The next vegetable that we are showcasing in Arthur’s Farm Kitchen and the Farm Shop is the Beetroot.
Beetroot are like marmite, people either love them or hate them! Hopefully by the end if this blog I will have persuaded you to at least try them out for yourself and make your own mind up.
Did you know that they are a really old vegetable and date back as far as ancient Egypt where it was the leaves which were eaten and not the bulb. In fact, the leaves are a superfood in their own right as they contain great levels of Vitamin C and Vitamin A, but I guess that is for another blog.
Beetroot come from the botanical family “Chenopodiaceae”, other members of which include spinach, swiss chard and quinoa.
They are definitely a nourishing vegetable and pack a punch in the Vitamin C stakes with about 4.9g of Vitamin C per 100g (about 8% of your RDA). They are also a good source of Iron and Magnesium, and a very good source of dietary Fibre, Folate, Potassium and Manganese.
Beetroot are higher is simple sugars than lots of other vegetables, so many people steer away from them if they are following certain diets. However, because of the fibre content, the sugar is slowly released into the body so you don’t get the sugar rush that you might get from eating cakes or chocolate. In my opinion the benefits of eating beetroot far out way any negatives.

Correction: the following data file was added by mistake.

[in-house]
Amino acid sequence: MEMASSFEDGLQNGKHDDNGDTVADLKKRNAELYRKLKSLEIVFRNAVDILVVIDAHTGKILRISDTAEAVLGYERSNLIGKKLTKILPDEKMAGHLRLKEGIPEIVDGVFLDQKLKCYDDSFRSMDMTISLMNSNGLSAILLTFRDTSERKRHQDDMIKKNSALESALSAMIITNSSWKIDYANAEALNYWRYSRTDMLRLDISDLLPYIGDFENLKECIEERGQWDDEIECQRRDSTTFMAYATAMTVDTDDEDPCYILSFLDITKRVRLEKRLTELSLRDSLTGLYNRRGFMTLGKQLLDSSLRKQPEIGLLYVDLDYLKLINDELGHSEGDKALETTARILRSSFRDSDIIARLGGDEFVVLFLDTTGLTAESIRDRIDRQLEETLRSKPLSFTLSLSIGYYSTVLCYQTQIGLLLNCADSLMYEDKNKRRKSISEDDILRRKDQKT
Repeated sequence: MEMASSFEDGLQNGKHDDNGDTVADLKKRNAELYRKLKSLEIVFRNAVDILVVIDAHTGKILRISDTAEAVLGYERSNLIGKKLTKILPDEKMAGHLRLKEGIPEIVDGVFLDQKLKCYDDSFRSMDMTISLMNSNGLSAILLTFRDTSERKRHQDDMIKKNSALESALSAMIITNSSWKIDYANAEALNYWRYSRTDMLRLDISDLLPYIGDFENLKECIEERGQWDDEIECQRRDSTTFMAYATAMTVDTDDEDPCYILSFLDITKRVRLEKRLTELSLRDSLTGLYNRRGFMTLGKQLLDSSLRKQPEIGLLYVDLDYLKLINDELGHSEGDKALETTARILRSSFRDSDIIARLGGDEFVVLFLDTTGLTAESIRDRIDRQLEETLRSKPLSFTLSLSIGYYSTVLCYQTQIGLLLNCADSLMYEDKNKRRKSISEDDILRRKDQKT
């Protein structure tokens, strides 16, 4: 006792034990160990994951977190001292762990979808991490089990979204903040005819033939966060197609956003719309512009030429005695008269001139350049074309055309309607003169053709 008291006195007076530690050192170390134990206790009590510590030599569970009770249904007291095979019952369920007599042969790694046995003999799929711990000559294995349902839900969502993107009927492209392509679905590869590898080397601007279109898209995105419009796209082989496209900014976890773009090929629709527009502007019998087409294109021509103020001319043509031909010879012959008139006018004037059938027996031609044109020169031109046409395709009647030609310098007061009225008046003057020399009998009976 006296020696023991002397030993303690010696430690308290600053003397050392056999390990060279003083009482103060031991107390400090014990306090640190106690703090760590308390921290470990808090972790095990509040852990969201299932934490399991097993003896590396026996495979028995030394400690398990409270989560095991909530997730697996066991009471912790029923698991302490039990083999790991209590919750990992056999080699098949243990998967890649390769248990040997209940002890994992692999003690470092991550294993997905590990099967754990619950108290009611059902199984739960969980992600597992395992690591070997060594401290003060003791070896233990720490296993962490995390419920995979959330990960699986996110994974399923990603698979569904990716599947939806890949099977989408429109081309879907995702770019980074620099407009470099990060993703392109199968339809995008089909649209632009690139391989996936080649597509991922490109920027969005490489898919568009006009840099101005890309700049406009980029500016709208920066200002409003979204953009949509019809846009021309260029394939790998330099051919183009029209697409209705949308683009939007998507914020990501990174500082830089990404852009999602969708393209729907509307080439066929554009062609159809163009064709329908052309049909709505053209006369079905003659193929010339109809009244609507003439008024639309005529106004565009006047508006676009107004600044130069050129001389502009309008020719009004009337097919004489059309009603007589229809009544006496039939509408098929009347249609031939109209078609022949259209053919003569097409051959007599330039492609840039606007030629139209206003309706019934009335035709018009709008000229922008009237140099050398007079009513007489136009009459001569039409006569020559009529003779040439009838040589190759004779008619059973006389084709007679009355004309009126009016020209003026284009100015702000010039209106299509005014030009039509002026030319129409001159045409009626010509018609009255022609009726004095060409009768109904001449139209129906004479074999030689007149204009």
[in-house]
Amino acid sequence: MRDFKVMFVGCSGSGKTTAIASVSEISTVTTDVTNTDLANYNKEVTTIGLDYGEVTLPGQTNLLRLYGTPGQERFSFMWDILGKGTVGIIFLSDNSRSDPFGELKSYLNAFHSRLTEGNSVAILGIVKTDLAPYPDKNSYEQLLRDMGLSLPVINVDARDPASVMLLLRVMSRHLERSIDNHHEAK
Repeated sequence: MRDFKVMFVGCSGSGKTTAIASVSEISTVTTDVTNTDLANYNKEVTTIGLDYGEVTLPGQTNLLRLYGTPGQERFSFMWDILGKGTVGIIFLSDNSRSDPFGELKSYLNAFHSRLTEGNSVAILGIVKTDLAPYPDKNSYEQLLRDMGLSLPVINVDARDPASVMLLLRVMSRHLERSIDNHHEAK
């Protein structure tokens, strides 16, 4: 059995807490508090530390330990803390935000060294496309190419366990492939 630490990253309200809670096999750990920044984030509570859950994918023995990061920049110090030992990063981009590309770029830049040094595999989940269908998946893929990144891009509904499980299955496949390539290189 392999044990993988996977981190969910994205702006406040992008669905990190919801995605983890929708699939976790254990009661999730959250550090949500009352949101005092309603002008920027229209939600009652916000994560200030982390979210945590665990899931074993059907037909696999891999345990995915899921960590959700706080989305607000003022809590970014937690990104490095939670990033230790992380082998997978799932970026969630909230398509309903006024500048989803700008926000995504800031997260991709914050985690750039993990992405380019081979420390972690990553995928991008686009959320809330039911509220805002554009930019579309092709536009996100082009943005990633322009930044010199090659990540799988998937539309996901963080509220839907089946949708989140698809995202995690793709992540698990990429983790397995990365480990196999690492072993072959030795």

A few of the health benefits are:
- Beetroot contains dietary nitrates, which act as vasodilators and help stimulate the flow of blood around the body and lower blood pressure, so are essential in keeping your heart healthy.
- Beetroot are also naturally high in phytonutrients, antioxidants, vitamins and trace minerals which all help to fight disease in the body. They are an especially good source of a phytonutrient called betalain which has powerful antioxidant and anti-inflammatory properties. It is the betalain in beetroot that gives it it’s colour.
- Beetroot are even said to be able to boost brain function, due to the high level of nitrates. So, including them in your diet may help protect against cognitive decline.
There are many ways to include beetroot in your diet – you can have them raw in juices or smoothies, pickled or fermented and added to salads or simply roasted and added to soups. Roasting helps to enhance the flavour, can take away some of the earthiness and make them sweeter so is a good choice if you are new to eating beetroot.
Here’s a fun beetroot fact for you, the Victorians used to use it to dye their hair. If you fancy giving it a go on your own hair, don’t forget your gloves 😉
Kate Bevan Wood Dip CNM, mBANT, CNHC
Registered Nutritional Therapist and Resident Nutritional Therapist at Fordhall Farm.